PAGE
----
Help Bring Your Child’s World Into Focus
Myopia, also known as nearsightedness, is a refractive error that makes distant objects appear blurry while nearby objects remain in focus. Myopia affects nearly 30% of Americans, making it the most common vision problem in the US.
Myopia generally first occurs in school-aged children. However, myopia is becoming more common in younger children, putting them at greater risk of developing high myopia. High myopia is associated with retinal detachment, glaucoma, cataracts, and myopic maculopathy.
Because of these risks, research into preventing myopia is ongoing and extensive. Fortunately, there are a number of myopia management methods that are efficient at preventing myopia progression in children.
What Causes Myopia?
Myopia occurs when there’s an error in how light is focused in the eyes.
Light entering a “normal” eye is bent by the cornea, through the pupil to the lens. The lens then focuses the light on the retina. The retina converts this light into neural signals, sending this information along the optic nerve to the brain as clear images.
An eye with myopia has grown too long or has a cornea that is too steep. When this happens, light is focused in front of the retina instead of directly on it, making distant objects appear blurry.
Genetics & Environment
So what causes this abnormal eye growth in the first place? Several factors are thought to contribute to myopia development: a genetic predisposition, environmental factors, increased near work, and a lack of time spent outdoors during childhood.
Some studies suggest that increasing time outdoors can efficiently prevent or postpone myopia, but it does not reverse the error if already present. Instead, mechanical and medical methods of slowing myopia are readily available and effective.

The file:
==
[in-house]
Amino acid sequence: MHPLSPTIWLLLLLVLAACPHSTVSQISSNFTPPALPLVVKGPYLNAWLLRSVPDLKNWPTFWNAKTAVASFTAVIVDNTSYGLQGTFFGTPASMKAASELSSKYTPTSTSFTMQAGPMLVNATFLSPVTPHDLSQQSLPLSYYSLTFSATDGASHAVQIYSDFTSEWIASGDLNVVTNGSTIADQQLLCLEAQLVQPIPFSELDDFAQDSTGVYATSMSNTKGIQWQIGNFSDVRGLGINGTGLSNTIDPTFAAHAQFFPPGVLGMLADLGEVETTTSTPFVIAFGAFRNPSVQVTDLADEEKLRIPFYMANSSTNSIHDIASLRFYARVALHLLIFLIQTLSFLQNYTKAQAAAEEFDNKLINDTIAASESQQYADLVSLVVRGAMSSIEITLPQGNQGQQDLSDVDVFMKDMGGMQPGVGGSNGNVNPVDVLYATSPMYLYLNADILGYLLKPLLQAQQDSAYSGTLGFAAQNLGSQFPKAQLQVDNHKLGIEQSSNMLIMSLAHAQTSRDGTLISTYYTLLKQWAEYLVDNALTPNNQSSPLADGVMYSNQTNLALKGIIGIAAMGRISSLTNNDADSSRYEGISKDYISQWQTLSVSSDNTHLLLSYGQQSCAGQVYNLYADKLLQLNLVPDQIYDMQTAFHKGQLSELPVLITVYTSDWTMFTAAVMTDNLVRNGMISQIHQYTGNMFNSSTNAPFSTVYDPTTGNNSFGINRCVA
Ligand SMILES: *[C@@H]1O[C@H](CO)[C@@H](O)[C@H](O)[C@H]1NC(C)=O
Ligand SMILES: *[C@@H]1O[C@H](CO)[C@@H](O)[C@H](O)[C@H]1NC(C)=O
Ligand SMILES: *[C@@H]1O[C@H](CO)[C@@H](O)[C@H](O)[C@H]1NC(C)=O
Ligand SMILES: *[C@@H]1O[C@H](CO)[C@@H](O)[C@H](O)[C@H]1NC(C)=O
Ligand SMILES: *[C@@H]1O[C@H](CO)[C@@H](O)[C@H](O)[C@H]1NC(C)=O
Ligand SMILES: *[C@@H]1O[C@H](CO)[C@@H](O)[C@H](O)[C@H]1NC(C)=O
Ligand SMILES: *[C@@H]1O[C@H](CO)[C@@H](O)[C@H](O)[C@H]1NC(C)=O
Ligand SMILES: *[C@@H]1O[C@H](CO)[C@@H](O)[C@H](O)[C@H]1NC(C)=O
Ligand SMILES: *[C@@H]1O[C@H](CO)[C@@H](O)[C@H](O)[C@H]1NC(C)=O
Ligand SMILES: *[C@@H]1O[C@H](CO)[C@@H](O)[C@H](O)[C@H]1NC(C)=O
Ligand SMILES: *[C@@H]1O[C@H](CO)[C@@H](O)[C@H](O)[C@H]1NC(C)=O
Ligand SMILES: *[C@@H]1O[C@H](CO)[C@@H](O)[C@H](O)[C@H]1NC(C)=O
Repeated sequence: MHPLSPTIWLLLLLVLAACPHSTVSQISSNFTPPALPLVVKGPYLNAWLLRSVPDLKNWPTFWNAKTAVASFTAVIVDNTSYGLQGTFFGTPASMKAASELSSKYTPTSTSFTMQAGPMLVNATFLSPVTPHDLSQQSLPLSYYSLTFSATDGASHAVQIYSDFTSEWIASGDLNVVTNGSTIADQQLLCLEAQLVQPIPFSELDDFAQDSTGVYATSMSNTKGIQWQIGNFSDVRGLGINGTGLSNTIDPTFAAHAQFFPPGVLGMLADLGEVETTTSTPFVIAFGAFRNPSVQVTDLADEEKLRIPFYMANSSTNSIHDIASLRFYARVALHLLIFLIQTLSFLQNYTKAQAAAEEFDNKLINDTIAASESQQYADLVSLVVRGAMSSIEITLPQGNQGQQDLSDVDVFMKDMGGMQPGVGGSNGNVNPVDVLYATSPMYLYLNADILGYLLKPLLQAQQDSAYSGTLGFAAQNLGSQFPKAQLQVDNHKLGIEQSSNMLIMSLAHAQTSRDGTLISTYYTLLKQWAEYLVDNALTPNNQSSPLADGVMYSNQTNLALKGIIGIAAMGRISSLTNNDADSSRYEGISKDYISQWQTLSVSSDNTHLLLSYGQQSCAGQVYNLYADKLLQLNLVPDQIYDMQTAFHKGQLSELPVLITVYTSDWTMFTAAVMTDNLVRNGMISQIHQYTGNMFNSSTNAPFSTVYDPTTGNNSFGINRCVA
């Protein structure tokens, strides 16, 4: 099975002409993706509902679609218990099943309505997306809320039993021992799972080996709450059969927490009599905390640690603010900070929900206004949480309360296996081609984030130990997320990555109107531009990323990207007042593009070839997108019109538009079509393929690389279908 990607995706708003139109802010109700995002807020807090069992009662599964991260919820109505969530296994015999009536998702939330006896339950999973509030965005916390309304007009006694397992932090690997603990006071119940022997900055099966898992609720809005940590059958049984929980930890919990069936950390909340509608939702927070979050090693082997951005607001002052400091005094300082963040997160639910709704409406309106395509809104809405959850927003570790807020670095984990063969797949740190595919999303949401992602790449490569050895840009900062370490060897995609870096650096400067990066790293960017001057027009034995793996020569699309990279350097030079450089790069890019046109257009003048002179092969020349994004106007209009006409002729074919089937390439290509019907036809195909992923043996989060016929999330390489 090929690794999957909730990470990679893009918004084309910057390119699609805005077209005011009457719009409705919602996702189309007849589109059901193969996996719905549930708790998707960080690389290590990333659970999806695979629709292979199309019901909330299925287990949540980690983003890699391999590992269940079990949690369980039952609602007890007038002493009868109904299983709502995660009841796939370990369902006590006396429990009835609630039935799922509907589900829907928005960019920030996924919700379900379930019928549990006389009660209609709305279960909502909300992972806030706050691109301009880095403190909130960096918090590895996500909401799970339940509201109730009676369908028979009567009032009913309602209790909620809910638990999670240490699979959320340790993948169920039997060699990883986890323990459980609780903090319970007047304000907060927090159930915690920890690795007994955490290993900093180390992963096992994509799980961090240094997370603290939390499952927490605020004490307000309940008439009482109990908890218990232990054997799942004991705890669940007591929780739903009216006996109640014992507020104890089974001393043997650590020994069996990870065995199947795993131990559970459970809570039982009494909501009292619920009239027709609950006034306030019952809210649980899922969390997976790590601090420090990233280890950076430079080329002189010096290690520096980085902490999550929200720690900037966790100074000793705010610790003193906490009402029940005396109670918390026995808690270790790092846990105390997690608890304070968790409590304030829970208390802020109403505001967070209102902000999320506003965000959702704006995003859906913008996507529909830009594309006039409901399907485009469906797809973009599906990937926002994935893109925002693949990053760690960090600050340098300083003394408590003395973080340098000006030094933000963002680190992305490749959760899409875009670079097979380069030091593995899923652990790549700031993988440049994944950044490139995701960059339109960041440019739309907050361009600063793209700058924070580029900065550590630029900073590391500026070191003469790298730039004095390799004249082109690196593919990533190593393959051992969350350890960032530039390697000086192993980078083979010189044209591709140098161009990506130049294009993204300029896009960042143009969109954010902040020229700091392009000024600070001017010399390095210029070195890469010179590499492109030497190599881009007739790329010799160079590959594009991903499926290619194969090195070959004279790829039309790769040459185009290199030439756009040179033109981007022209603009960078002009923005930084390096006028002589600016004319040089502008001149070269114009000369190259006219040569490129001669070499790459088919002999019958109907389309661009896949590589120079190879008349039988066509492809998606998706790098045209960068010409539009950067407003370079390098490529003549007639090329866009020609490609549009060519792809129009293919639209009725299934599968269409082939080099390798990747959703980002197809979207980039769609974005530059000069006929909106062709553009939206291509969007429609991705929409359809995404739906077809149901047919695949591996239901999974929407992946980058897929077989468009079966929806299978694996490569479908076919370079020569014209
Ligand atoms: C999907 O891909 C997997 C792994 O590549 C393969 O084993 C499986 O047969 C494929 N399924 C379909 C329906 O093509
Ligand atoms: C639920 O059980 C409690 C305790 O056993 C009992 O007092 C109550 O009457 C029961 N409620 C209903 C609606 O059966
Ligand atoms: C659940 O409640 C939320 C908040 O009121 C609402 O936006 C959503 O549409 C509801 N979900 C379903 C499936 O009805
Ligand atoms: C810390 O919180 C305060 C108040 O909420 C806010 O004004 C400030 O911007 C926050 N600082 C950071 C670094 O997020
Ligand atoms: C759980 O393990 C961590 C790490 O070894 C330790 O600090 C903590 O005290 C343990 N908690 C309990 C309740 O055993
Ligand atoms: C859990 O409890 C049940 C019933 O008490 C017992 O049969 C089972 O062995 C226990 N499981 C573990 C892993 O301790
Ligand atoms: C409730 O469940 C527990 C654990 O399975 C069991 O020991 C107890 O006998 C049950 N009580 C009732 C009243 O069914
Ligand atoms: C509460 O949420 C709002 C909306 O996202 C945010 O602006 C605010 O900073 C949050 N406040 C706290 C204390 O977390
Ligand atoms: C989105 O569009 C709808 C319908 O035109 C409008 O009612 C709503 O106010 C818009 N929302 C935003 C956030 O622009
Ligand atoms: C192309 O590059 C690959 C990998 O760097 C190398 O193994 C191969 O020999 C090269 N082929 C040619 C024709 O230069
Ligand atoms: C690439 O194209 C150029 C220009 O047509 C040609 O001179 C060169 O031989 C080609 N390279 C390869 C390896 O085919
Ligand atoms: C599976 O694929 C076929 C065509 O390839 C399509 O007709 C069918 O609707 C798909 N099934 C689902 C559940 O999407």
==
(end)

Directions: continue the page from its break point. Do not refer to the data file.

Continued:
Myopia Control Methods at Advanced Eye Physician
There is no cure for myopia, but it can be managed with eyeglasses, contact lenses, or refractive eye surgery. However, to prevent myopia from becoming high myopia and reduce the risk of complications, Advanced Eye Physician offers you and your child a couple of options for controlling myopia progression.
CRT (Corneal Refractive Therapy)
CRT (corneal refractive therapy) lenses are specialized contact lenses worn overnight that flatten the cornea. When the lenses are removed in the morning, the wearer should have clear vision without corrective lenses throughout the day.
These lenses are also one of the most effective methods for controlling myopia. CRT lenses correct myopia while leaving peripheral myopic defocus, acting as a signal to slow eye growth and myopia progression.
Soft Contact Lenses
Soft bifocal and multifocal contact lenses are contact lenses with more than one prescription. When the lens has a center-distance design (the central area of the lens designed for distance vision), they leave peripheral myopic defocus and signal the eye to slow growth.
Like CRT, soft multifocal and bifocal contact lenses are also one of the most effective methods for controlling myopia.